Insurance Weighs Heavily On Agenda Of House Financial Services Panel

By

Washington

The House Financial Services Committee plans an aggressive insurance-related agenda during the 108th Congress, including examination of state regulation, product approval and consumer protection.

In an oversight plan published last week, Committee Chairman Mike Oxley, R-Ohio, said the plan reflects areas where the committee and its subcommittees expect to conduct oversight over the next two years.

The insurance industry takes up a significant part of the plan, starting with insurance solvency.

The committee says it will continue its examination of the solvency accreditation program of the National Association of Insurance Commissioners, Kansas City, Mo., focusing on the steps taken by the NAIC to update the program since its inception in the early 1990s.

Similarly, the committee says, it will examine such issues as the quality of market conduct regulation, agent licensing and product approval.

In particular, the committee continues, it will consider what further measures might be necessary to promote uniformity in agent licensing.

As for product approval, the committee says it will evaluate efforts by the states to achieve uniformity, efficiency and timeliness in their review of forms.

This review, the committee says, will include an evaluation of the NAICs interstate compact proposal for life and health products.

More broadly, the committee says it will review various proposals for modernizing insurance regulation, including state-by-state improvements, coordination of state regulation through the NAIC, federal promotion of state uniformity and optional federal chartering.

The committee says it also plans to examine state consumer protection efforts.

Specifically, the committee says, it will examine such insurance marketing issues as the churning of life insurance, sales and marketing representations, coercion and pressure tactics, and product bundling.

In addition, the committee says it will consider legislation that addresses the problem of “ineffective regulation” in the area of viaticals, while at the same time encouraging the industry to provide consumers with a valuable service.

On the retirement front, the committee says it will examine the use of annuities, long term care insurance, insurance pension programs and other products for those contemplating retirement.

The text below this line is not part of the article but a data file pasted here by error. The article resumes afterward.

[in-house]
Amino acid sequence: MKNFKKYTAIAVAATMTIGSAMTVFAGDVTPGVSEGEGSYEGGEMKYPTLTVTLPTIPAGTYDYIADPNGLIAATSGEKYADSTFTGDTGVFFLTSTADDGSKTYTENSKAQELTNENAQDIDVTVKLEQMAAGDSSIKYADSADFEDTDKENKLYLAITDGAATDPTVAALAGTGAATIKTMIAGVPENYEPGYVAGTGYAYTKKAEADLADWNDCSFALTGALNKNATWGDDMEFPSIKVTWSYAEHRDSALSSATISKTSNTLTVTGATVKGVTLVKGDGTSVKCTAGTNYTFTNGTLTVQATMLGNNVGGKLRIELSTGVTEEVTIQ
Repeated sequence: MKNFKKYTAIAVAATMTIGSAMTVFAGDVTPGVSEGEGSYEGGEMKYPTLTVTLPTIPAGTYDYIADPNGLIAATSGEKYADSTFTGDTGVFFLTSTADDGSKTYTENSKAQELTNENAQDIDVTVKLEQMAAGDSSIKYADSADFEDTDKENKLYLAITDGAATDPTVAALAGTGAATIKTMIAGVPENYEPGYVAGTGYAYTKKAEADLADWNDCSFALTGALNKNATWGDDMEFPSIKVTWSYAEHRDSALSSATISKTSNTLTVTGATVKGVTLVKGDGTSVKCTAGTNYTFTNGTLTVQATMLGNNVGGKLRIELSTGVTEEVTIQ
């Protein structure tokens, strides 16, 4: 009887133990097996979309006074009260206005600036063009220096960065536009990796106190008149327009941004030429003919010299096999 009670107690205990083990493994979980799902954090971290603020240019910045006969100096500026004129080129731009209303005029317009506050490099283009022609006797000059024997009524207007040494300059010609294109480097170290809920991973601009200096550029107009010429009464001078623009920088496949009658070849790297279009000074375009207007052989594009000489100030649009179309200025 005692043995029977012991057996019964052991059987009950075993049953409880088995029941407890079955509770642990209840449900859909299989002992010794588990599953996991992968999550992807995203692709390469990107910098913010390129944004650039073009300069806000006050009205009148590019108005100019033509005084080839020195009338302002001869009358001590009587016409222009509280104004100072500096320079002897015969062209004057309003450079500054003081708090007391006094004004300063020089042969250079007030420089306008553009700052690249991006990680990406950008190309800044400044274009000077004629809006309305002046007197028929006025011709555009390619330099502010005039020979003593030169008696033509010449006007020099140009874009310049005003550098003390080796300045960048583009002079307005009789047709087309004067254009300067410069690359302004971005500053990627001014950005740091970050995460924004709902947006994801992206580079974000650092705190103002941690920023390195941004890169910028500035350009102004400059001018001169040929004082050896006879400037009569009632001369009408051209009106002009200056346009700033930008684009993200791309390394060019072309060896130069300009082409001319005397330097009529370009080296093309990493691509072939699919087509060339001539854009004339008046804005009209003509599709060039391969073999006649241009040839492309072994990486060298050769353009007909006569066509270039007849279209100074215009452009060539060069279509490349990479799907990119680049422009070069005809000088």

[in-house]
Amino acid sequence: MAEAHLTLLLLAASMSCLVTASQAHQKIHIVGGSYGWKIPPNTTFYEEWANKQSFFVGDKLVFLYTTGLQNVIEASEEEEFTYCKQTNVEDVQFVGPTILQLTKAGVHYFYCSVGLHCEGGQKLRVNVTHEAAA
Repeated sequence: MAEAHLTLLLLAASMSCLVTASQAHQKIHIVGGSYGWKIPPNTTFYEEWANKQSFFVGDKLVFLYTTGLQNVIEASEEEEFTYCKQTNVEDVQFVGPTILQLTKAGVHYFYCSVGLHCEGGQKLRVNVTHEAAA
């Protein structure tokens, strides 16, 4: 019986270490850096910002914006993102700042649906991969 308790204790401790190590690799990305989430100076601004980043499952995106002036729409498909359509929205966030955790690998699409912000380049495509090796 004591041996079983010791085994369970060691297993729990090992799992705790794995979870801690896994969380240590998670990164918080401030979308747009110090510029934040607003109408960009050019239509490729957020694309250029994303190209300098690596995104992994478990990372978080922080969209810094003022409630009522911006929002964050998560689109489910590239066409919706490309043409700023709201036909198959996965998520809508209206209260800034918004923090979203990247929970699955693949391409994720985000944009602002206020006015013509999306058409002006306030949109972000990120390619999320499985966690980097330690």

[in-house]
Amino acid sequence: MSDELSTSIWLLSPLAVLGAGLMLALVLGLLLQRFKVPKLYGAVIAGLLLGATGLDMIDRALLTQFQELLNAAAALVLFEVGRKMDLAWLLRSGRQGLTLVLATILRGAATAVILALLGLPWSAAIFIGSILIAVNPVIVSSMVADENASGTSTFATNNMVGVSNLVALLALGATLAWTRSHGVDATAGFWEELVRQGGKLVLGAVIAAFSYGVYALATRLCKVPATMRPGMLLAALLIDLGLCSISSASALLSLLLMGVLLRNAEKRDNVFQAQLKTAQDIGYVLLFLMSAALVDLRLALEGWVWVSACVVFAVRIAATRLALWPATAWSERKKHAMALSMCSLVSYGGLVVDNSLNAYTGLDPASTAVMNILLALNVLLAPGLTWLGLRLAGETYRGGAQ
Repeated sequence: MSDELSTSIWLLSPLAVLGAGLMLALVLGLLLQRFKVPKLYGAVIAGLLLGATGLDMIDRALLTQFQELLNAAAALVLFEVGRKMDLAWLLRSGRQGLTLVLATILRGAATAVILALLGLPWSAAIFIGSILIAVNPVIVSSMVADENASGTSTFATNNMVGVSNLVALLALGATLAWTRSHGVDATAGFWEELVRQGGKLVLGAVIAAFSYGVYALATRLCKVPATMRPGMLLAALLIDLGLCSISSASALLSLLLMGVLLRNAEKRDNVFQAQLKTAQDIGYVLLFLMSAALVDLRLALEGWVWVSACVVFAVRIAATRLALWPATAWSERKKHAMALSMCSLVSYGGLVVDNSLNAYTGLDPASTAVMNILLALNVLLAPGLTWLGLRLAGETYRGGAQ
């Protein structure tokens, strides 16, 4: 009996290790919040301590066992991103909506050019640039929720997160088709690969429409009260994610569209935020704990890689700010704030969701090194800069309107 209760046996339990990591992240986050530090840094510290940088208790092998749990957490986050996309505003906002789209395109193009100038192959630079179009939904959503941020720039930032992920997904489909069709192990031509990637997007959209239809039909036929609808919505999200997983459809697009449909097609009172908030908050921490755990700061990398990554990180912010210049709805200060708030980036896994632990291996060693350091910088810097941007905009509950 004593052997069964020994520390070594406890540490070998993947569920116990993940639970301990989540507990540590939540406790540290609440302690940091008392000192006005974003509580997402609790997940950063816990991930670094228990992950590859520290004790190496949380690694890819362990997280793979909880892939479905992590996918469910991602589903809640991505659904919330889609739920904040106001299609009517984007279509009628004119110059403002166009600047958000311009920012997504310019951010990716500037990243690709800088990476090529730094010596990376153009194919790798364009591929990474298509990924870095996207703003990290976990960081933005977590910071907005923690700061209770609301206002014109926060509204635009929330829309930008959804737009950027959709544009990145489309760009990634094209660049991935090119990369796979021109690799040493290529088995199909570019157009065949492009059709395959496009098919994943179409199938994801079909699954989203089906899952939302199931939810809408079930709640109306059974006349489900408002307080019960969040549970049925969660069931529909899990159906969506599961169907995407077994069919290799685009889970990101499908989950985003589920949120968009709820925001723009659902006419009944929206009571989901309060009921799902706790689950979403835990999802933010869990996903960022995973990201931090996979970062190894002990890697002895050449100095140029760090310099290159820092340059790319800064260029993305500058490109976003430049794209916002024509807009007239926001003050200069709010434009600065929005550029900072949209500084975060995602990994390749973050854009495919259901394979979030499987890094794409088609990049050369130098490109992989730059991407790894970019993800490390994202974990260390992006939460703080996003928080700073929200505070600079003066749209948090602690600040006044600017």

This focus, the committee says, will include hybrid insurance instruments that incorporate features of securities and banking products.

In addition, the committee says, it will examine whether state and federal regulators are adequately overseeing these products.

As for mutual funds, the committee says it will examine several issues to assure that shareholders interests are protected.

First, the committee says, it will look at current trends in mutual fund fees, including the adequacy of disclosure and whether better disclosure would promote fee-based competition.

Similarly, the committee says, it will examine portfolio transaction expenses and consider the benefits to shareholders of requiring that those expenses be included in funds expense ratios.

In particular, the committee says, it will examine the impact of enhanced expense transparency on churning by portfolio managers.

The committee says it will also examine revenue-sharing payments, also called distribution fees, made by mutual funds to brokerage firms to gain access to their brokers.

The issue, the committee explains, is the transparency of those arrangements, which may create conflicts of interest. It is possible, the committee says, that regulatory action is warranted.

The committee says it will also examine corporate governance and proxy voting.

On governance, the committee says, it will look at the actions of mutual fund directors to ensure that shareholders interests are being served.

As for proxy voting, the committee says, it will monitor implementation of the Securities and Exchange Commission rule requiring funds to disclose the votes they cast on behalf of their shareholders.


Reproduced from National Underwriter Edition, February 10, 2003. Copyright 2003 by The National Underwriter Company in the serial publication. All rights reserved.Copyright in this article as an independent work may be held by the author.